In my 20-plus years of experience covering assorted metalworking industries, I have observed countless petroleum pricing cycles as they waxed and waned their way through the domestic economy. Along with these cycles, politicians would discuss how important alternative-energy technologies and infrastructure were to America’s future.
Industrialists would wring their hands about soaring energy costs and work out strategies to minimize consumption. Journalists like me turned the price cycles into column-inches. And consumers would just pay higher energy prices, perhaps driving less than normal or adjusting their home thermostats.
Statistical examination of petroleum prices during the past several decades shows that their cyclicality, of itself, is a benign economic trend typical of many commodities. Rather, the trend of greatest concern was that, for petroleum, these cycles occurred at ever-higher price points with time’s passage. By now, all should know that the petroleum pricing model continues to factor in the realities of crude oil as a geographically concentrated commodity of finite supply for which the world increasingly thirsts. In other words, don’t expect the bottom to ooze out from oil prices any time soon.
Given this backdrop of generally increasing energy costs, I enthusiastically applaud the foresight shown by senior management at Lincoln Electric Company, headquartered in Euclid, Ohio, on its decision to proceed with the installation of Ohio’s largest wind turbine on its property and do its share to set an energy example for corporate America. That example is to let American companies know that they are not entirely fettered by the price of conventionally generated energy in pursuit of their business interests.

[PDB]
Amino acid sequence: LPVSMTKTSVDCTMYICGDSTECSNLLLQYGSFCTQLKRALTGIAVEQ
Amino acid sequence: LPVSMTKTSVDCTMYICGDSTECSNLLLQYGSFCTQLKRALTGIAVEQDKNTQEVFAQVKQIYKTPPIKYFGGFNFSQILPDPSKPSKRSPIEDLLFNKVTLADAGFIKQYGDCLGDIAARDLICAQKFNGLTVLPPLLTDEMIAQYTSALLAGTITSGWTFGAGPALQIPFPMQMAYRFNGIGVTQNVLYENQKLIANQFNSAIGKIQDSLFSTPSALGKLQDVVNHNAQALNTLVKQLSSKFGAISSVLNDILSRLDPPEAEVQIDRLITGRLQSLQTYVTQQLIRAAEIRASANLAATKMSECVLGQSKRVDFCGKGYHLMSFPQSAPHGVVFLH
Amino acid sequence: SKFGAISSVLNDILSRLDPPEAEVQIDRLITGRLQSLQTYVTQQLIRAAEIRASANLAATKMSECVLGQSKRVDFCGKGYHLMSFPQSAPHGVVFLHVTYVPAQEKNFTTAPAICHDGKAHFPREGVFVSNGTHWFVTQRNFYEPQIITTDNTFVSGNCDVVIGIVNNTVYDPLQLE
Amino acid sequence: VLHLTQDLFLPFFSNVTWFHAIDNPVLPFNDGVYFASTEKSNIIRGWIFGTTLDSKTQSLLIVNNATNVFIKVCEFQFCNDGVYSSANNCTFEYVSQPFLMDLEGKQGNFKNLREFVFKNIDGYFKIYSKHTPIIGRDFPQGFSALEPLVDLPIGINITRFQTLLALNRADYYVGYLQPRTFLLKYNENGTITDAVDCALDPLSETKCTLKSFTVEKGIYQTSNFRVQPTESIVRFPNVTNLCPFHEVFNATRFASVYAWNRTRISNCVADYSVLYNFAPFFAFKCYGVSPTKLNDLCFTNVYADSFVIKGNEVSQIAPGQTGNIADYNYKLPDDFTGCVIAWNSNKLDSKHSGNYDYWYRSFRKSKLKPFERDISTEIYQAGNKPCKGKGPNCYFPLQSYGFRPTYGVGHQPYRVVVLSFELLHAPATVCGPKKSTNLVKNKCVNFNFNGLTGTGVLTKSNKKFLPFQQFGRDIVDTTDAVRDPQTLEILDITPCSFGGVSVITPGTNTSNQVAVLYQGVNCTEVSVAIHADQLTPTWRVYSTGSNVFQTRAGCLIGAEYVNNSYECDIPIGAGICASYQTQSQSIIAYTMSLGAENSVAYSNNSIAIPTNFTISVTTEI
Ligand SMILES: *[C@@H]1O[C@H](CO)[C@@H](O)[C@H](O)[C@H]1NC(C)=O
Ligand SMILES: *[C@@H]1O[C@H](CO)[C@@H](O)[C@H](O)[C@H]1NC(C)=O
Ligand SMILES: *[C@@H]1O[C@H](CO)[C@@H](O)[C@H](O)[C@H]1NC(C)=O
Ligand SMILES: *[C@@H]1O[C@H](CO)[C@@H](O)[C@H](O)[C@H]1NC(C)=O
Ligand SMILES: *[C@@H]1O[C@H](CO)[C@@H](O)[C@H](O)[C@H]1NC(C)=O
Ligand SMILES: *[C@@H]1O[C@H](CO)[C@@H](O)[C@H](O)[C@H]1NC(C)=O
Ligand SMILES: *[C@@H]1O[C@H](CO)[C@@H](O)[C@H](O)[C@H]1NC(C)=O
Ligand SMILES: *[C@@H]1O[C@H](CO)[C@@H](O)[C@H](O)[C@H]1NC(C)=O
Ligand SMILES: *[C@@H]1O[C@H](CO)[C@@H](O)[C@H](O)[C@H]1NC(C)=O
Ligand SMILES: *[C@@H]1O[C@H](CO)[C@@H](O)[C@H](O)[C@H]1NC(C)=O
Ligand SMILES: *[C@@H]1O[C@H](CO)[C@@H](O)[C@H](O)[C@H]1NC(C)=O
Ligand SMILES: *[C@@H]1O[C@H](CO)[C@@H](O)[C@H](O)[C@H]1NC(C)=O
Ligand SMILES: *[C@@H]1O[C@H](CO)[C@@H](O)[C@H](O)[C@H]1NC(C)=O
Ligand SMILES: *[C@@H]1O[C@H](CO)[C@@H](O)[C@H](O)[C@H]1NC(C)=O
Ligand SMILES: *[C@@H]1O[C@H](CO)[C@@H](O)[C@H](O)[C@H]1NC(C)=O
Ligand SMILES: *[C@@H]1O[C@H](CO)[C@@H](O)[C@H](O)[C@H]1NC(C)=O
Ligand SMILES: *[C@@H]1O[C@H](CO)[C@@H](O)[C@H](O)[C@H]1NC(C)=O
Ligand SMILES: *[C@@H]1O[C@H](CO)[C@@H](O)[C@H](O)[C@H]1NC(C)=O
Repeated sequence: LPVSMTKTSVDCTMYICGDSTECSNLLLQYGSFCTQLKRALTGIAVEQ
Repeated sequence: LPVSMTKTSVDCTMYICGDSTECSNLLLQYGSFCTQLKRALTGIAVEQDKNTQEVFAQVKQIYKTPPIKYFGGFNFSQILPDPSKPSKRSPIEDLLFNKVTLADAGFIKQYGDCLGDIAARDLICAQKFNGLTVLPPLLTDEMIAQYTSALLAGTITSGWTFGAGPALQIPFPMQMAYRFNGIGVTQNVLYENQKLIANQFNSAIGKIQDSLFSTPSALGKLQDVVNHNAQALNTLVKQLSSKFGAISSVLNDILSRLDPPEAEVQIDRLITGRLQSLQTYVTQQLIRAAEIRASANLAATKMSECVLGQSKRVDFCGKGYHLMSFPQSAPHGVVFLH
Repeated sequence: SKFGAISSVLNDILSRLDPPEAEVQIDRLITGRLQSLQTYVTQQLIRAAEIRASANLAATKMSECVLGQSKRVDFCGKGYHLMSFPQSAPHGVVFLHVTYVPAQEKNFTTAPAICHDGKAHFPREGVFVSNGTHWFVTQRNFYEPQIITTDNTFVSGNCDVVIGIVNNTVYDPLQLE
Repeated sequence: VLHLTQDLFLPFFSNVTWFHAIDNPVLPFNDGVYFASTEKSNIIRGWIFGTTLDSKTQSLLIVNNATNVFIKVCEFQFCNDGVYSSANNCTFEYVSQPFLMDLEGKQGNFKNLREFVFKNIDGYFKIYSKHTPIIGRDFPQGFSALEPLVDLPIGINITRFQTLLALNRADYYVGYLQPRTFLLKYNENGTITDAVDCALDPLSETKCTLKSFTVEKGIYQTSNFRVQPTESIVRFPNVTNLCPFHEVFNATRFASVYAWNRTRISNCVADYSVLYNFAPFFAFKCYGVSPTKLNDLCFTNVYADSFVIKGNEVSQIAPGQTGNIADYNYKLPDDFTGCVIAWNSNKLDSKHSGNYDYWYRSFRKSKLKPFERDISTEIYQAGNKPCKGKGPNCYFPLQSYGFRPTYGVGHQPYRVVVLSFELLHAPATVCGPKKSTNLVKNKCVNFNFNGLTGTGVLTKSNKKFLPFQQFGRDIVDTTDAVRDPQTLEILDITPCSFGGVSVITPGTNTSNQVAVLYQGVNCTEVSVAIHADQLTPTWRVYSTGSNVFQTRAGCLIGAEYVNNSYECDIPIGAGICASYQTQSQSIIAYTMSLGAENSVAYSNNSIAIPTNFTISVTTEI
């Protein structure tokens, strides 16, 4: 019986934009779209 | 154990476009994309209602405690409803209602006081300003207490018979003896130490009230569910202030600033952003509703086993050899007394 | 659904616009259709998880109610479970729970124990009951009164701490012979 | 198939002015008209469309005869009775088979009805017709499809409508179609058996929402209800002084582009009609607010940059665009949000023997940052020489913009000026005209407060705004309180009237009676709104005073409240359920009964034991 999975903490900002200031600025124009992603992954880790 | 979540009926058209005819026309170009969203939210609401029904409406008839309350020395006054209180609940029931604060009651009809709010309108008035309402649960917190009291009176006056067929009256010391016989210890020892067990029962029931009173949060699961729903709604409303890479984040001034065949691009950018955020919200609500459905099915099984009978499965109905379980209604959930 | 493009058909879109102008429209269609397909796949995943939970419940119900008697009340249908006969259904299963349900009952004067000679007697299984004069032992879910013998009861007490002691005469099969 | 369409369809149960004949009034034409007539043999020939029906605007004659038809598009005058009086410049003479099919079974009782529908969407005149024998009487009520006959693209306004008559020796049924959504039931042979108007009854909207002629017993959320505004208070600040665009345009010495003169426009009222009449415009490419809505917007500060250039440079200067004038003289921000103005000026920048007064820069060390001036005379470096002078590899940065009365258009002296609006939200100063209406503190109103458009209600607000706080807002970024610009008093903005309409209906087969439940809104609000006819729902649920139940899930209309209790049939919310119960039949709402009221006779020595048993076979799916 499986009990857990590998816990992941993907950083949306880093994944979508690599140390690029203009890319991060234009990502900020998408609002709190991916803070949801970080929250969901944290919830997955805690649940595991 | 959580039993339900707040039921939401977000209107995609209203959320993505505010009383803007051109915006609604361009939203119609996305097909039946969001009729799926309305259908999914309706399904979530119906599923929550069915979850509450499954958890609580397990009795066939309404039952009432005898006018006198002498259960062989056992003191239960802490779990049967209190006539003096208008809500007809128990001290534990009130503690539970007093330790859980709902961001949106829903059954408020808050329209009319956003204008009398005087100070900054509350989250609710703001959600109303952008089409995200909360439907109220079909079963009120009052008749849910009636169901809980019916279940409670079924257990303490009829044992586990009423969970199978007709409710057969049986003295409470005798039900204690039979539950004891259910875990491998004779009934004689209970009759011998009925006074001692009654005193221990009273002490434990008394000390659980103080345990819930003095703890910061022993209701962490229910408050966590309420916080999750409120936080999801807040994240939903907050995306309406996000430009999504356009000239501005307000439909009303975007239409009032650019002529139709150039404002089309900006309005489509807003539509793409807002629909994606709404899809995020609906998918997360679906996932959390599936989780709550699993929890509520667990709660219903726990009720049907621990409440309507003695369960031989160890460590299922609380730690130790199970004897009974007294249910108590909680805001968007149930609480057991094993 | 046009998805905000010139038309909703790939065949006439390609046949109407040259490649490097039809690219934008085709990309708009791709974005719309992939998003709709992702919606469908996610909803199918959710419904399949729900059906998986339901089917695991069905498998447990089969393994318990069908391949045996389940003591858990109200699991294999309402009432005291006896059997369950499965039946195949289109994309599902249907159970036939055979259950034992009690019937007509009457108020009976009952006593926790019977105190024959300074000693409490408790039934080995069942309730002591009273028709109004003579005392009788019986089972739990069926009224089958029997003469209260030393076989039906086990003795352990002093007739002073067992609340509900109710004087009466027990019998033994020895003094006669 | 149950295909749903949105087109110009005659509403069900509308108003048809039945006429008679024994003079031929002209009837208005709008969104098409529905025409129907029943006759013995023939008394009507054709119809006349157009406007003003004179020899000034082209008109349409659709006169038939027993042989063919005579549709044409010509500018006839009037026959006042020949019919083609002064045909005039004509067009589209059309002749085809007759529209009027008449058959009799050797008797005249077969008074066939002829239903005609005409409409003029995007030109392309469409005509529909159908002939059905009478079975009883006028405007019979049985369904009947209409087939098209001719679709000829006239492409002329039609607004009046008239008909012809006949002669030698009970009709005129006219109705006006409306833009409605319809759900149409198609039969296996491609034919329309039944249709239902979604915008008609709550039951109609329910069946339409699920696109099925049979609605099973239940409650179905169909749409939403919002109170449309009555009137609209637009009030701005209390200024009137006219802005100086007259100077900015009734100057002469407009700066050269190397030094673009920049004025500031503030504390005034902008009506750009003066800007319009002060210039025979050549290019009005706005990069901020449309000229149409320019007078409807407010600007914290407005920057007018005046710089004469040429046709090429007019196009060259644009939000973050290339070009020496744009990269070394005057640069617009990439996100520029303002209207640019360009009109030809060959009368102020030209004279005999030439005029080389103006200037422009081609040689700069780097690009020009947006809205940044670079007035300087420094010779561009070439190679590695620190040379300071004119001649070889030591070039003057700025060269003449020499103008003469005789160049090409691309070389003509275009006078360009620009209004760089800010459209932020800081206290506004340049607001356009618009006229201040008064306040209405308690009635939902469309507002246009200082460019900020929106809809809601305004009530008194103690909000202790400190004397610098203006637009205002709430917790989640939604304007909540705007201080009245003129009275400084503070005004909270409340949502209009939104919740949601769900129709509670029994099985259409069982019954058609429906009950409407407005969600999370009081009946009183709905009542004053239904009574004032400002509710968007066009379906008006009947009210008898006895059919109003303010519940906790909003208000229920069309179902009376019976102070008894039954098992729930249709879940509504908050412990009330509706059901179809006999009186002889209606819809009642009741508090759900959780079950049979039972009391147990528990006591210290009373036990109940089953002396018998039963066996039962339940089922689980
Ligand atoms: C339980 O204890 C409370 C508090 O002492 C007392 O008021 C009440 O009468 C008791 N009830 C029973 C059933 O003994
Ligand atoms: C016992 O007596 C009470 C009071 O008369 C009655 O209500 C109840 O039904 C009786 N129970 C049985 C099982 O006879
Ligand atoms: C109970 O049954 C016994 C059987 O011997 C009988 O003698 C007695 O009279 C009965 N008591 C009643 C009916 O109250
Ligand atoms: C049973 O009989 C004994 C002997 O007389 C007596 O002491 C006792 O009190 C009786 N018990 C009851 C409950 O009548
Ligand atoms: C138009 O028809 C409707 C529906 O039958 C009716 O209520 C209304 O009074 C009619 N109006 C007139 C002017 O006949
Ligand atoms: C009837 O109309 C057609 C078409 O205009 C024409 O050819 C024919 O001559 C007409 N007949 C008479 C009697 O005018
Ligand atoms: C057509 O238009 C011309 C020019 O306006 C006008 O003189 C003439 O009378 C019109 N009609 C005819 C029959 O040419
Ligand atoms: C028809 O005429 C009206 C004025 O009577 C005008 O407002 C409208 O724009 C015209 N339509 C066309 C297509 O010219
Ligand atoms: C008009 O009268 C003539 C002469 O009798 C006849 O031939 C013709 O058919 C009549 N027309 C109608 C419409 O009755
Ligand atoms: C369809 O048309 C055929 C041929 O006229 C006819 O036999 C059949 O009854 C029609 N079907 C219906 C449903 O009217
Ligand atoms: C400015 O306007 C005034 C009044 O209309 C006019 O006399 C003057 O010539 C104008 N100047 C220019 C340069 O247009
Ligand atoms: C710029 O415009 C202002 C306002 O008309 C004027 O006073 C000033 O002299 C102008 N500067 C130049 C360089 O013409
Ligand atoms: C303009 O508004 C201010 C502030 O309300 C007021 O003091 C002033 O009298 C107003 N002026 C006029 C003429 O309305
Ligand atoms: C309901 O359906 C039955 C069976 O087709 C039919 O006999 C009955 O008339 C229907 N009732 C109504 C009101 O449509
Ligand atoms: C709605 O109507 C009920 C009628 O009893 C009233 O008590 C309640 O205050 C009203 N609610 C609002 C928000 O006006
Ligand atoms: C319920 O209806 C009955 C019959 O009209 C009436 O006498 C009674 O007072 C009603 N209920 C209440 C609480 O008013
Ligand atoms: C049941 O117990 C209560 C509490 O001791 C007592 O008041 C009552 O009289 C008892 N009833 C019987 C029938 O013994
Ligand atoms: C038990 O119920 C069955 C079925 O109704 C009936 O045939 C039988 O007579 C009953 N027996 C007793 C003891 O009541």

Poised to take advantage of the winds off Lake Erie, Lincoln Electric’s 2.5-megawatt wind-turbine project will end up costing about $6 million. Although it received some seed money from the American Recovery and Reinvestment Act’s State Energy Program, the company reached deep into its own treasury to cover $4.5 million of the total cost. At an estimated annual savings of $500,000 off its electric bill, the company’s payback for the project will run about nine years. However, the benefits gained by the company in terms of goodwill and marketing value effectively lessen the payback period.
Lincoln Electric committed to this project partly in support of the Great Lakes Energy Development Task Force, which seeks to establish the Cuyahoga region as a hub for wind energy. Lincoln showed great judgment in doing so, for not only does their action support a regional effort and lower company energy bills, but it also highlights the considerable amount of welding involved in fabricating a wind tower and showcases the automated techniques involved in laying those welds. And, by no means lost to this publication’s readers, a good number of high-value forged rings, gears and shafts are used in wind turbines as well.
I know there are at least a few readers of this column that have occasion to travel I-90 through Euclid, Ohio. When they do, I hope they’ll look inland toward the spinning air turbine blades that will soon grace that skyline in recognition of the energy emancipation and the corporate leadership they represent.
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